John Estacio has worked as composer for three decades. He was the Edmonton Symphony’s first ever composer-in-residence and has also held similar positions with the Calgary Philharmonic and the Calgary Opera. In addition to composing for the symphony, opera and ballet stages, he has also composed music for film. He loves film music and sometimes he’ll watch a movie just to listen to the music and study how it is integrated with the performances and action on the screen. He has been nominated for a JUNO Award four times and in 2017 he was awarded the Lieutenant Governor of Alberta Award for Excellence in the Arts. He lives in Edmonton with his partner of 19 years and their pup Chewie.

Nerd Nite #48: Family planning, city planning, and joking

A genealogist, city planner, and psychologist walk into a theatre. They tell you things you didn’t even want to know: was Elizabeth Warren nuts when she laid claim to indigenous heritage? How are parking minimums shaping Edmonton’s urban form? Can we make a good (or bad) joke out of any of this?

The great news is that these questions and many others will be answered at our March Nerd Nite. You won’t want to miss this one, and the three reasons why (our speakers and their topics!) are listed below

Nerd Nite: It’s like the Discovery Channel, but with beer!

When: Tuesday, March 19, 2019 (doors @ 7:30pm | show @ 8pm)
Where: Westbury Theatre, ATB Financial Arts Barns (10330 84 Ave NW)
Tickets: $20 in advance (plus fees + GST)
No minors.

Tickets on sale now!

Our line-up of talks includes:

Genetic Genealogy: The Joys, Risks, and Follies of Spitting in a Tube
Alyssa Paterson

From finding lost siblings to uncovering unknown family histories, to discovering that your dad is not your dad (surprise!), we’ve all heard stories of shocking discoveries that have come from spending $129 to spit in a tube or scrape some cells from inside your cheek. Genetic genealogy is big business and is growing bigger by the day. Learn about how these tests work, what they’re actually telling you (hint: it’s probably not what you think), reasons why you should take them, and reasons why some of you probably shouldn’t.

For the past 18 years, Alyssa Paterson has answered the question “What are you nerdy about?” with the word “genealogy”. In her undergrad, she pursued a dream of becoming a Genetic Counsellor, until she failed Organic Chemistry and gave up on science forever (she’s really a music person anyway). By day she works as General Manager of the Edmonton Symphony Orchestra and the Winspear Centre, and by night she builds out her family tree, branch by branch.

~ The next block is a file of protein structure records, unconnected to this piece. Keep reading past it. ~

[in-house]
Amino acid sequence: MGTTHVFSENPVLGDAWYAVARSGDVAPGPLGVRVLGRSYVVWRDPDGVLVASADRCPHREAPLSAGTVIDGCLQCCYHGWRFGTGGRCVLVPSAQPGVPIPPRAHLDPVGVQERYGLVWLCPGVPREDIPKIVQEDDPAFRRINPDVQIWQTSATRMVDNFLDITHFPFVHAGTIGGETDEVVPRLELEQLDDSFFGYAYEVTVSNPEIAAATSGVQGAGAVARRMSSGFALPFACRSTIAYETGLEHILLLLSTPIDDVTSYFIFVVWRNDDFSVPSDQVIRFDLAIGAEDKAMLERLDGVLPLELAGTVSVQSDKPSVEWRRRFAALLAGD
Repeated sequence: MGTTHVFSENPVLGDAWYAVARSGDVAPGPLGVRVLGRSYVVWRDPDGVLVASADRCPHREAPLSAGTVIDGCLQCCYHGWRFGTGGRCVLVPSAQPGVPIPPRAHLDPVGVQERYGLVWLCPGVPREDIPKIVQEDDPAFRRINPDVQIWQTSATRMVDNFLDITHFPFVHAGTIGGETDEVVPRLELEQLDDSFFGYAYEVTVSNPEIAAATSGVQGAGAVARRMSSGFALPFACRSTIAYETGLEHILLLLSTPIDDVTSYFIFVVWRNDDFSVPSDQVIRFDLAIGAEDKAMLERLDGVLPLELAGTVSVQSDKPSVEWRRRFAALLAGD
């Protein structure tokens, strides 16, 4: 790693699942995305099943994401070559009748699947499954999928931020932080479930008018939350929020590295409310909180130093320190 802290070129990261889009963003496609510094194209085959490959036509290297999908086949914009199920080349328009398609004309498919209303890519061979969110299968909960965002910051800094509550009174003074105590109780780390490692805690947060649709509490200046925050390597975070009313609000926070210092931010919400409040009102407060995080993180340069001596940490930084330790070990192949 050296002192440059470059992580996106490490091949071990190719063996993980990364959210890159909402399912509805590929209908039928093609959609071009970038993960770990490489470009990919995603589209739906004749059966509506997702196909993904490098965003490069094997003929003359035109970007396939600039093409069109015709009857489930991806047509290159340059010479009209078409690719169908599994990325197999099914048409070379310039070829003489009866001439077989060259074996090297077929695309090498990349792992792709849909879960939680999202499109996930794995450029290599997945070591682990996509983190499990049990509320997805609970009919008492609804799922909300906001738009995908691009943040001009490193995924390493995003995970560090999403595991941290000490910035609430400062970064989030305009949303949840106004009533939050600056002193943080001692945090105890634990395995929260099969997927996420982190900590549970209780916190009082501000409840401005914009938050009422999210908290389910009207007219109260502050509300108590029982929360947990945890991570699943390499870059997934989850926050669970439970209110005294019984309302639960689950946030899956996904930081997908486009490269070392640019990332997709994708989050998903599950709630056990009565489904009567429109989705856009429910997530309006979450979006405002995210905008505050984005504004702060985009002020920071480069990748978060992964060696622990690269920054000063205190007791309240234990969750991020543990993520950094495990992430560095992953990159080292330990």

Zoned Out: How Legalese Shapes the World Around Us
Anne Stevenson

City planning is about big ideas: how we grow our cities, build our neighbourhoods, and connect our communities. These big ideas, however, ultimately get boiled down to a single document: the Zoning Bylaw. Likely to put most readers to sleep, Edmonton’s Zoning Bylaw is 800 pages of often inscrutable rules that nonetheless profoundly affect the way our city looks and functions. Join me as I share the sordid history of zoning, the pseudoscience behind some of the regulations, and how a single comma can change the shape of the future.

Anne Stevenson is a proud born and raised Edmontonian. After a BA in international development, Anne was inspired to pursue an MSc in Urban Design at the London School of Economics to better understand how the shape of our cities can help – or harm – our communities. Anne has had the chance to live and work around the world, and currently serves as Senior Planner of the Zoning Bylaw with the City of Edmonton.

What are you laughing at? A scientific look at the world’s worst jokes
Chris Westbury

Although scholars have proposed and debated theories of humour for over 2000 years, the study of humour has never been put on a scientific basis. This is largely because theories of humour tend to be post hoc, hand-wavy descriptions that are too general to make explicit testable predictions. I will discuss experimental studies that solve this problem by focusing on the world’s worst and second-worst jokes. By stripping humour down to so little, we have had considerable success in building statistical models that predict humour judgments in advance. Our model of the humour of single words is simultaneously consistent with several major theories of humour and synthesizes and weights information from a large number of independent measures (yes, single words are really complex!). I will also share my less-than-scientific thoughts on why we (and other primates) laugh at all.